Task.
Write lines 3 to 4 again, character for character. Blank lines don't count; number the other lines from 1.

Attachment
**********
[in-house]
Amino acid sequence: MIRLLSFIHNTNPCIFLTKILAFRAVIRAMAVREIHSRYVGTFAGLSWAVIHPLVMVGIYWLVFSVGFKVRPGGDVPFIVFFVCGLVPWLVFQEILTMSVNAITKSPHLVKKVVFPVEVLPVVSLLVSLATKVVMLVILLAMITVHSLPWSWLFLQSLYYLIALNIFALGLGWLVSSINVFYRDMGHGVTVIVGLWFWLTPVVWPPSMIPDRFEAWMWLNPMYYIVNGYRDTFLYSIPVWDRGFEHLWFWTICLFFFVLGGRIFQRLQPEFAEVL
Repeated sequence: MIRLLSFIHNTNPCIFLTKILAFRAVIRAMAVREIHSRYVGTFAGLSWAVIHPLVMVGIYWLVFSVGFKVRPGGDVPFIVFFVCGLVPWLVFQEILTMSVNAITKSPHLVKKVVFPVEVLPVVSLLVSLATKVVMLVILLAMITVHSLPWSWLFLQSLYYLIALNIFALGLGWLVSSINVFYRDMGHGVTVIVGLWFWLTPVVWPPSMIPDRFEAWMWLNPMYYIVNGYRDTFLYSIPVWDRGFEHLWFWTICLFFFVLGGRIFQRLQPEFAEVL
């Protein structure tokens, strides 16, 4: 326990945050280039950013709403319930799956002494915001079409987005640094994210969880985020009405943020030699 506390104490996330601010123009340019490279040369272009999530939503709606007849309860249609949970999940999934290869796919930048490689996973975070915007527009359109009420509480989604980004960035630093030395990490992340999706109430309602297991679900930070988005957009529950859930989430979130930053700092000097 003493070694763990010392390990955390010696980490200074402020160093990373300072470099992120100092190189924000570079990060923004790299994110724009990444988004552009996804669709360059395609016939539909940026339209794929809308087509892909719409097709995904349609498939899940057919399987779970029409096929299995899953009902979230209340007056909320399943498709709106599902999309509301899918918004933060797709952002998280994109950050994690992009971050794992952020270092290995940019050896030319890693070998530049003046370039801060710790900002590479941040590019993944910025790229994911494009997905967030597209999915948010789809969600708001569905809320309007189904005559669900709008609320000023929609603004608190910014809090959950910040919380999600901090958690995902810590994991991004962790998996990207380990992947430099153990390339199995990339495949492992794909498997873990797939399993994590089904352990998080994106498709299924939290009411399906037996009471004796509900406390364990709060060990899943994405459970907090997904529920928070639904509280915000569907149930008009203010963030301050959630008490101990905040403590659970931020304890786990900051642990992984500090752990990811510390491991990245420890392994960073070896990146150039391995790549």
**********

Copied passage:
Repeated sequence: MIRLLSFIHNTNPCIFLTKILAFRAVIRAMAVREIHSRYVGTFAGLSWAVIHPLVMVGIYWLVFSVGFKVRPGGDVPFIVFFVCGLVPWLVFQEILTMSVNAITKSPHLVKKVVFPVEVLPVVSLLVSLATKVVMLVILLAMITVHSLPWSWLFLQSLYYLIALNIFALGLGWLVSSINVFYRDMGHGVTVIVGLWFWLTPVVWPPSMIPDRFEAWMWLNPMYYIVNGYRDTFLYSIPVWDRGFEHLWFWTICLFFFVLGGRIFQRLQPEFAEVL
């Protein structure tokens, strides 16, 4: 326990945050280039950013709403319930799956002494915001079409987005640094994210969880985020009405943020030699 506390104490996330601010123009340019490279040369272009999530939503709606007849309860249609949970999940999934290869796919930048490689996973975070915007527009359109009420509480989604980004960035630093030395990490992340999706109430309602297991679900930070988005957009529950859930989430979130930053700092000097 003493070694763990010392390990955390010696980490200074402020160093990373300072470099992120100092190189924000570079990060923004790299994110724009990444988004552009996804669709360059395609016939539909940026339209794929809308087509892909719409097709995904349609498939899940057919399987779970029409096929299995899953009902979230209340007056909320399943498709709106599902999309509301899918918004933060797709952002998280994109950050994690992009971050794992952020270092290995940019050896030319890693070998530049003046370039801060710790900002590479941040590019993944910025790229994911494009997905967030597209999915948010789809969600708001569905809320309007189904005559669900709008609320000023929609603004608190910014809090959950910040919380999600901090958690995902810590994991991004962790998996990207380990992947430099153990390339199995990339495949492992794909498997873990797939399993994590089904352990998080994106498709299924939290009411399906037996009471004796509900406390364990709060060990899943994405459970907090997904529920928070639904509280915000569907149930008009203010963030301050959630008490101990905040403590659970931020304890786990900051642990992984500090752990990811510390491991990245420890392994960073070896990146150039391995790549």